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New York City Classrooms Prepare for Coronavirus

WILL WALKEY, HOST: Pencils, paper, and plenty of hand sanitizer – that’s what most New York students are carrying in their backpacks this week. As of today, state officials have confirmed 33 cases of coronavirus in New York. That’s enough to make parents worry about the spread of germs in places where their kids spend most of their time. Janmaris Perez spoke to New York City’s parents and teachers to see how they were preparing to handle the epidemic.

JANMARIS PEREZ, BYLINE: Health officials say one of best tools we have to fight the spread of coronavirus is good old fashioned hand washing for at least 20 seconds with warm water and soap.

SOUND: MIRABEAU GODVIN washing his hands, singing alphabet.

PEREZ: That’s how long it takes 4-year-old Mirabeau Godvin to sing the A-B-Cs as he washes his hands.

GODVIN: It’s all, it’s done.

PEREZ: He’s in pre-K at the Alexander Robertson School, a private elementary school in the Upper West Side. His teacher Kristin Leyko Picciotto says she’s doubling up on the cleanliness reminders.

PICCIOTTO: We've just vamped up our regular protocol because it's a big part of our regular teaching habits to make sure they're practicing good hygiene all of the time.

PEREZ : Picciotto’s being careful not to alarm students or make them too fearful. But the administration is already discussing take-home packets and virtual music classes in case schools have to close. Head of School Irwin Shlachter says the epidemic is putting schools in a tough position.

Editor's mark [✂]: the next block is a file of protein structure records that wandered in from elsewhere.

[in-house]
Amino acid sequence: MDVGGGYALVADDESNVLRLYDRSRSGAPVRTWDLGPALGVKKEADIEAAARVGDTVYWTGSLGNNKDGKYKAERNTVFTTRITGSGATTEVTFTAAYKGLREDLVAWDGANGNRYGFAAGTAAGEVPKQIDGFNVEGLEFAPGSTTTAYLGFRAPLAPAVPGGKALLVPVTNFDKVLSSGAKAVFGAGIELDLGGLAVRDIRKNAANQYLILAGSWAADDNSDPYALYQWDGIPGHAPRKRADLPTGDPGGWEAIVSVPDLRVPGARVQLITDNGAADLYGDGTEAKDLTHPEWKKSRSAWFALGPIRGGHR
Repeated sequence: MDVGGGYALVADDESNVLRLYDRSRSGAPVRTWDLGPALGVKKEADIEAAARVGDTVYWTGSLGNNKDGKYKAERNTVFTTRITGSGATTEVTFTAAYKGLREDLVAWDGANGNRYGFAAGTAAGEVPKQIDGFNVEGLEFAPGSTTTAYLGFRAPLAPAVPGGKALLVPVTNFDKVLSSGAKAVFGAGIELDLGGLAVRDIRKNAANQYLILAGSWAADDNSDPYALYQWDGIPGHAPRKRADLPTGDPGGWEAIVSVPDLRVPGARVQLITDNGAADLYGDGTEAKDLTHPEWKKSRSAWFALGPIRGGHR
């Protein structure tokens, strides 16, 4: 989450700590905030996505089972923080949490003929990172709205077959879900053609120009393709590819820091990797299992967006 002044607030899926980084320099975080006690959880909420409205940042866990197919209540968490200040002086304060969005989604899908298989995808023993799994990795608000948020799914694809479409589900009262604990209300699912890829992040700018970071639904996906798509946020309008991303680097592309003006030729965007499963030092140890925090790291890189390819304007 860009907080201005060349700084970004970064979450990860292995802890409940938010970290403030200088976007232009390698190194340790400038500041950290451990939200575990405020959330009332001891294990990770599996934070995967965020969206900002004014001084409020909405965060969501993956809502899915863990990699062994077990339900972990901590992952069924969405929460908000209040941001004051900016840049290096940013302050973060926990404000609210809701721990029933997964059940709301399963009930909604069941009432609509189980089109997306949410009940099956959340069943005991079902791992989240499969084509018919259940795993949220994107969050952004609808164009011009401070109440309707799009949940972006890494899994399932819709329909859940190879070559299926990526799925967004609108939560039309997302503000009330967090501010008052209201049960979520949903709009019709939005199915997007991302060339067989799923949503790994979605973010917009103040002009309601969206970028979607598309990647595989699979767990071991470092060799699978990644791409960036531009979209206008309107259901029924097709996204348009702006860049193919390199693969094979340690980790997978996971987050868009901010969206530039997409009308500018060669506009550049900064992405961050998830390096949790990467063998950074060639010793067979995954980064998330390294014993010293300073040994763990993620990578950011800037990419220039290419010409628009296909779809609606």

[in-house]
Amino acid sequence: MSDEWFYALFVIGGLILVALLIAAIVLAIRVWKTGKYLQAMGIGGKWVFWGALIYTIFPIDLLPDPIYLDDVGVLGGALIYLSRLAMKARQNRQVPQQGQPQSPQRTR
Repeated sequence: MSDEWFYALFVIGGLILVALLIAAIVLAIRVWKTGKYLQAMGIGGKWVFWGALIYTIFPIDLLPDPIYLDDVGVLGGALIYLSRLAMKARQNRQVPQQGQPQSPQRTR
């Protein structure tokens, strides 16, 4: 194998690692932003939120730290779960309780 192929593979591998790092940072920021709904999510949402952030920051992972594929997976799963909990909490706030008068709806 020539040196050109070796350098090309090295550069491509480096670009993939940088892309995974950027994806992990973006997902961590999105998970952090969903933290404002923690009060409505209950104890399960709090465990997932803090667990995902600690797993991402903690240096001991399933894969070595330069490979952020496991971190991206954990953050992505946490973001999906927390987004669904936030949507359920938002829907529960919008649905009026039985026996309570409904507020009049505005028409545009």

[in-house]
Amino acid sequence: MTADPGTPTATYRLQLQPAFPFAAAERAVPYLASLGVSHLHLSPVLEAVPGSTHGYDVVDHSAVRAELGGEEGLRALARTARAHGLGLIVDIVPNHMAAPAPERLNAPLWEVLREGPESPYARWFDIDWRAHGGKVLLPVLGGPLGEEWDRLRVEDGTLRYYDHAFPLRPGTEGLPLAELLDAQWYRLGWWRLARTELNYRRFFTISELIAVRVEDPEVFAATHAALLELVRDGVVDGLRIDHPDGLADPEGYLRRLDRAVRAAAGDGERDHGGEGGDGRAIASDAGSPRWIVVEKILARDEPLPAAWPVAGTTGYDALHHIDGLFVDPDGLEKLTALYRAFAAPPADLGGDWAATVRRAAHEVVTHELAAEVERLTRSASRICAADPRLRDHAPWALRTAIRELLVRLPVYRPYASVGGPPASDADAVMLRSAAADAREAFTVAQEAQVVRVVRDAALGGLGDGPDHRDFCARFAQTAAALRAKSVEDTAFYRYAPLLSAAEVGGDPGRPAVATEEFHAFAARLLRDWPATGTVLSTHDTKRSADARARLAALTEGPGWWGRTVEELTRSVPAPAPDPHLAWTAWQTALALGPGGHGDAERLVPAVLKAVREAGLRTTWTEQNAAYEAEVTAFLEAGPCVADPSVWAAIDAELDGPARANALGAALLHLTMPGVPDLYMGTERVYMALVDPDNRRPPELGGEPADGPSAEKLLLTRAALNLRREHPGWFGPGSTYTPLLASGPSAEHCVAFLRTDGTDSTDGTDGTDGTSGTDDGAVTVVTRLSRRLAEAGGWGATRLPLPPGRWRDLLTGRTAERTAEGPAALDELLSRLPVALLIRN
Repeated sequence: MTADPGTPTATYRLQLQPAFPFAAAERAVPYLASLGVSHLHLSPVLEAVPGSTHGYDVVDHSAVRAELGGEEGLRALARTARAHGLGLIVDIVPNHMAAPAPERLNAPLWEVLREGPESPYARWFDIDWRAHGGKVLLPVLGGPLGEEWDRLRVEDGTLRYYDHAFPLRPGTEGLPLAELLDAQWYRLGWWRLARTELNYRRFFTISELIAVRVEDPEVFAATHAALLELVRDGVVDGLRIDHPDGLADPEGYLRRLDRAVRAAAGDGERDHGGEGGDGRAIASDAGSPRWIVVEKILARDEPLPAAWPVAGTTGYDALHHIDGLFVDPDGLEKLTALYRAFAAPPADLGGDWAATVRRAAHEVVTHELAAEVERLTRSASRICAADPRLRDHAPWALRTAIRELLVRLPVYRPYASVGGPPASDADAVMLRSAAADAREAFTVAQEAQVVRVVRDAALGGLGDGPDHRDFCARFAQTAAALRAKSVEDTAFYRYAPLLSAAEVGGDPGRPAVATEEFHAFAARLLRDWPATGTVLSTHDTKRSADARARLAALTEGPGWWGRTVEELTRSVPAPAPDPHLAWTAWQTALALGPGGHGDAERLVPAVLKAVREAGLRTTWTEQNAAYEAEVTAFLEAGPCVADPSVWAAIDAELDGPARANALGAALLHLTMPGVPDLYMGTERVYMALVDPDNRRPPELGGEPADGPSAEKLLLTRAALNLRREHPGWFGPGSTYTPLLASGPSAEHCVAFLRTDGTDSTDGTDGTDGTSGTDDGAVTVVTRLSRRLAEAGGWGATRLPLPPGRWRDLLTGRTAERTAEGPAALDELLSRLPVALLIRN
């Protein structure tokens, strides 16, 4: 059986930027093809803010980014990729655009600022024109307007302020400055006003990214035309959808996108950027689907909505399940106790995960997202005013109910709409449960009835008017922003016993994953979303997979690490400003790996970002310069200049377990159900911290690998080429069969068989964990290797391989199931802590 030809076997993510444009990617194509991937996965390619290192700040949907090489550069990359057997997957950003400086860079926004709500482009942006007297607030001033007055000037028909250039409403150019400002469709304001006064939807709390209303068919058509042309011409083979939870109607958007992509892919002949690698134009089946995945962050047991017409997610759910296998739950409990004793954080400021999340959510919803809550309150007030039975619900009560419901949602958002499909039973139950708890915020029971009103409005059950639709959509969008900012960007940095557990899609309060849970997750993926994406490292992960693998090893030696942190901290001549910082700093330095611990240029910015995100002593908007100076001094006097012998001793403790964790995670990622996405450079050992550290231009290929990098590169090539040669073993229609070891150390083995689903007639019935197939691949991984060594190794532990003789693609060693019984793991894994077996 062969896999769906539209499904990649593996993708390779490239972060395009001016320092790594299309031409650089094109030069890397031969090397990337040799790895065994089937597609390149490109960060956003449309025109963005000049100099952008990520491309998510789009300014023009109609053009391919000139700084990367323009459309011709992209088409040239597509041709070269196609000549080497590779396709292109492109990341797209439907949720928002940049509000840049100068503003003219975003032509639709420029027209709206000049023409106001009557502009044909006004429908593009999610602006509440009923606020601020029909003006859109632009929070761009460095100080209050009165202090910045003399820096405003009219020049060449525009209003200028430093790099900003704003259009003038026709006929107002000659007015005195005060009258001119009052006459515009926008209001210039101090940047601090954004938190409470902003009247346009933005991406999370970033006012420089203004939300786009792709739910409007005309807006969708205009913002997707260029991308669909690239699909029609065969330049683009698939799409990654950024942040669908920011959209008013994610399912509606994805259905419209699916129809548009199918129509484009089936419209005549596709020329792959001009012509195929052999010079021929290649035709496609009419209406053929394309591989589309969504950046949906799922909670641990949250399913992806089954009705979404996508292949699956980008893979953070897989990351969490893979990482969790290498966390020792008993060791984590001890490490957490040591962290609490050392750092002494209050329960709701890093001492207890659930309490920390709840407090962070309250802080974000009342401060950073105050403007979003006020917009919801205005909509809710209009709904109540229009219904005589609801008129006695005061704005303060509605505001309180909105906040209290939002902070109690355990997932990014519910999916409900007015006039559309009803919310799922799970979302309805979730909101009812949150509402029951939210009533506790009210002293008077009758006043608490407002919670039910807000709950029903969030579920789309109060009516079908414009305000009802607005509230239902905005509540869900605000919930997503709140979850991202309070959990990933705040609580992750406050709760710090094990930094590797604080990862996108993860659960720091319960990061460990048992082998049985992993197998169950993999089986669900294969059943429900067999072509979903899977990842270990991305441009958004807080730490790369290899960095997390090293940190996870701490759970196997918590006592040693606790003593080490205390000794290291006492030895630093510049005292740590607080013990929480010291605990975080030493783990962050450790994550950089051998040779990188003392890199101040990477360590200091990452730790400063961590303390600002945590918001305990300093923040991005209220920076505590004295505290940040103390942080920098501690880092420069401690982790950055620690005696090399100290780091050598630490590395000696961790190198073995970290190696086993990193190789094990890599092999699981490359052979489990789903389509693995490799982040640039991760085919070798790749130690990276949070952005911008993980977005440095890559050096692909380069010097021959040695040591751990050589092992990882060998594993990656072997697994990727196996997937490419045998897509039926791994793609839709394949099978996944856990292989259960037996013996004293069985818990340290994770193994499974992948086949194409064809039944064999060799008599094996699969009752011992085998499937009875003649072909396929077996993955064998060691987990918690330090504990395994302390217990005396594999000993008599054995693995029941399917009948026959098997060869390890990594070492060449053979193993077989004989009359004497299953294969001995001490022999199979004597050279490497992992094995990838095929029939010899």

SHLACHTER: We're seeing a situation that we have not seen in a very, very long time. And I don't know that there's an easy way to fix this.

PEREZ: Just a few miles away in Lenox Hill, the Browning School says it’s stopped a long-standing tradition of shaking each student’s hands when they arrive. Jan Abernathy is the communication director for the private, K-12, boy’s school.

JAN ABERNATHY: This is a culture of you see somebody, you might hug them, you might shake their hand. We're reinforcing a culture of like, hey, let's just stand back and wave or just say hello.

PEREZ: Earlier this week, two school districts in Westchester County closed their facilities after multiple students’ families were quarantined for possible coronavirus. The New York City Department of Education is currently working on contingency plans for school closures, but at a press conference this week, Chancellor Richard Carranza said he hopes it doesn’t come to that.

RICHARD CARRANZA: I think we all agree that closing schools is probably the last option because of the, just the myriad of issues that creates for not only students, parents, teachers, etc.

PEREZ: It’s especially tough for working parents. Anastasia Rashkova’s, daughter goes to P.S.145 in the Upper West Side. She says arranging childcare would take lots of juggling.

ANASTASIA RASHKOVA: My husband would probably have to take some time off from work and I would have to figure out my work situation as well in order to make sure that it's affordable for us.

PEREZ: Teachers are also wondering how they can afford to stay home from school. Bryan Murphy teaches at a private high school in the Bronx. He has a lot of unanswered questions.

BRYAN MURPHY: Are we going to get free paid time off for that? Are we gonna have to burn all of our sick days? I think I have two sick days saved up. So that means that I would be taking unpaid days? We haven't gotten any information on that so far.

PEREZ: School officials say the decision to implement closures will only be taken at the direction of public health experts. They’re urging New Yorkers to listen to facts and not respond to fear. And of course, keep washing those hands.

Janmaris Perez, Columbia Radio News.


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